I’ve hesitated for a long time before finally deciding to write about what I wrote today. I guess the reason behind why it took me so long to finally talk about it is that I never thought I would ever be in this position. I grew up in a country governed by tolerance. Of course, I cannot talk on behalf of every Moroccan citizen, but in general, discrimination (except against women, and that I think is unfortunately a world problem) has never been an obstacle that anybody had to face. We are an African country where Black and White people live together, where Berbers and Arabs work together, where Muslims and Jews eat together. Millions of tourists every year come to Morocco. We welcome them in our country, sometimes in our homes… We smile at them. We cook for them and we learn from them, just as much as they learn from us. We are used to having this diversity and grew up right in the middle of it. Actually, I am proud to say that diversity is what makes Morocco what it is today, what defines it. Don’t get me wrong, I am not trying to make Morocco sound like heaven on earth. We for sure have dozens of problems, if not hundreds of them. Some can easily be fixed. Others may never get fixed. However, not once have I heard somebody be a victim of racism in Morocco.
“Why would they let a terrorist come back here?” That is the sentence that a sixty year old woman said to what appeared to be her daughter, as she was looking at me, while we were all visiting the 9/11 memorial in New York. I could see horror in her eyes. Even worse, I could see fear in her daughter’s facial expression. I wanted to cry. I wanted to scream as I could feel this unusual pain in my chest. I was the one horrified. I was the one terrified. How could somebody ever think of me as being a terrorist? How could anybody look at me, look at the joyful nineteen year-old that I am and feel this need inside their heart of being scared? Do I look like a terrorist? Do I really look like someone who is at all harmful? And then it all started hitting me. The times when people would squeeze as far as they could away from me in the elevators, the times when they would either hasten their steps or slacken them as much as possible in order to get as far away as humanly possible from me and as quickly as their feet allowed them to. I thought it was all in my head. I thought it was nothing worth mentioning or even thinking about. But right there, in the middle of the 9/11 memorial, right between the two huge pools that were constructed there, it was all clear. Suddenly, everything became crystal clear.
I never thought I would ever have to feel like this. I honestly thought racism is a problem of the past millennium. I would hear about it on TV or read about it in the newspapers and think: “Thank God this is over now”. Well, let me tell you it is not! I was living in a bubble, a bubble that burst right in the middle of my face. It hurts, you know. It really deeply hurts. I bet I wouldn’t even have had this problem if I was not covering my hair or even better, if I was a man. In both of these cases, nobody would even think of being racist towards me because I am just another white girl who walks the streets of the United States of America. But no! Things cannot be that easy. Hijab cannot simply be a sign that a woman really believes in her God. It must mean that she wants to blow up the entire planet! People, please wake up. Open your eyes! Just because I wear the veil does not mean I am a terrorist. Just because my friend has a beard does not mean he is an extremist. Just because we are Muslims and proud of showing it to the world does not mean we should be feared.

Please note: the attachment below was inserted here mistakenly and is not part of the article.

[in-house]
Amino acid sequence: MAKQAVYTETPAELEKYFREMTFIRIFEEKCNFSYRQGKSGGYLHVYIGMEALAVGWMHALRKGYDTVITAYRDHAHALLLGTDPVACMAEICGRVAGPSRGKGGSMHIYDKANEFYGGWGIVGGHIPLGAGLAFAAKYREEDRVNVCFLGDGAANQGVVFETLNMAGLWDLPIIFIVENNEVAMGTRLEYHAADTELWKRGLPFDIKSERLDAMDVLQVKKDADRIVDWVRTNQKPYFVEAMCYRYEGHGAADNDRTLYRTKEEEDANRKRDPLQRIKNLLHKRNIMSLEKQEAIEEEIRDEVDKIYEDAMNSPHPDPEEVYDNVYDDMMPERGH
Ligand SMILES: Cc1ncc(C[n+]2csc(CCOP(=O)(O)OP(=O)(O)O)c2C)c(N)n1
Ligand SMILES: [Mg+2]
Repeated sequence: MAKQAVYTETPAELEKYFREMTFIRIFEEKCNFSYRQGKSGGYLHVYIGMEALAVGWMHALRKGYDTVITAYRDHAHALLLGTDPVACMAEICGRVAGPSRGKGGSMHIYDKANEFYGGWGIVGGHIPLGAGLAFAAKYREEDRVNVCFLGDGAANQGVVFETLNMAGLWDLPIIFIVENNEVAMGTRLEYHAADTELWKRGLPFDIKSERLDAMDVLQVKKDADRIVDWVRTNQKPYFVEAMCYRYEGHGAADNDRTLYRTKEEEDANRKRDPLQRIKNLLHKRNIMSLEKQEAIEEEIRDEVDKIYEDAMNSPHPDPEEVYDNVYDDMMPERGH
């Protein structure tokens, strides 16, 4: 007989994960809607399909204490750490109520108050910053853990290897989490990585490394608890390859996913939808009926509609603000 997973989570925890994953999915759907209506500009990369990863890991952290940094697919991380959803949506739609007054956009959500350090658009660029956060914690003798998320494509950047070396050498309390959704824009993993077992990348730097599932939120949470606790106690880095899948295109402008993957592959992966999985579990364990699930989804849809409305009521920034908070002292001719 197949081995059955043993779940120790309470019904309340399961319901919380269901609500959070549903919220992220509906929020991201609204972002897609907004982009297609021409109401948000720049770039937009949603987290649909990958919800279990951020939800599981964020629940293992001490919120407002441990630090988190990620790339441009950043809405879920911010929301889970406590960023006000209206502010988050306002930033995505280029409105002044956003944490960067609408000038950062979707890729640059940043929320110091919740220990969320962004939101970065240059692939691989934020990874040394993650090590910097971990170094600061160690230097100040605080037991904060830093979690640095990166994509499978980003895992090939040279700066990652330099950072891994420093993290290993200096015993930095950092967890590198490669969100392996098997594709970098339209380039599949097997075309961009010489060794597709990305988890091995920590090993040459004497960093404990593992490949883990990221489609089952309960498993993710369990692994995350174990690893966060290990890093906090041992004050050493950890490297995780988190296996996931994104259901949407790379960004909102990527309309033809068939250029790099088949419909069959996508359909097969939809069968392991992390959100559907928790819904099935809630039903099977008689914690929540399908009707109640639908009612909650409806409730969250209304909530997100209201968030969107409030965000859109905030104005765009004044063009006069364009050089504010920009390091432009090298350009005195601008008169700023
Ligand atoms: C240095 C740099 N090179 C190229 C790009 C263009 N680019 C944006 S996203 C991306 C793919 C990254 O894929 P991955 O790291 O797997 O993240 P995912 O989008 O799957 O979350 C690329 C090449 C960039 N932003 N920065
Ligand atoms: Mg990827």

I am nineteen years old. I am a student from Morocco who is currently on my study abroad semester in George Washington University. I am young and ambitious. I love life and enjoy every single bit of it. There is nothing better than this feeling of “being alive” when doing things we love. In my case, I feel “complete” when I am singing or writing. These two hobbies are my soul mates. I am not different. I am not any more different than any of you guys. We all have different religions. This doesn’t make us different. It just makes us normal human beings with different beliefs. Do not hurt your brother: this is what every single religion in the world believes in. This is even what atheists believe in. So please, don’t hurt me with your words. Don’t hurt me with your actions. Don’t hurt Muslims. Don’t hurt Arabs. Don’t hurt Black people and don’t hurt and don’t hurt and don’t hurt… After all, we are all the same: we are all human beings…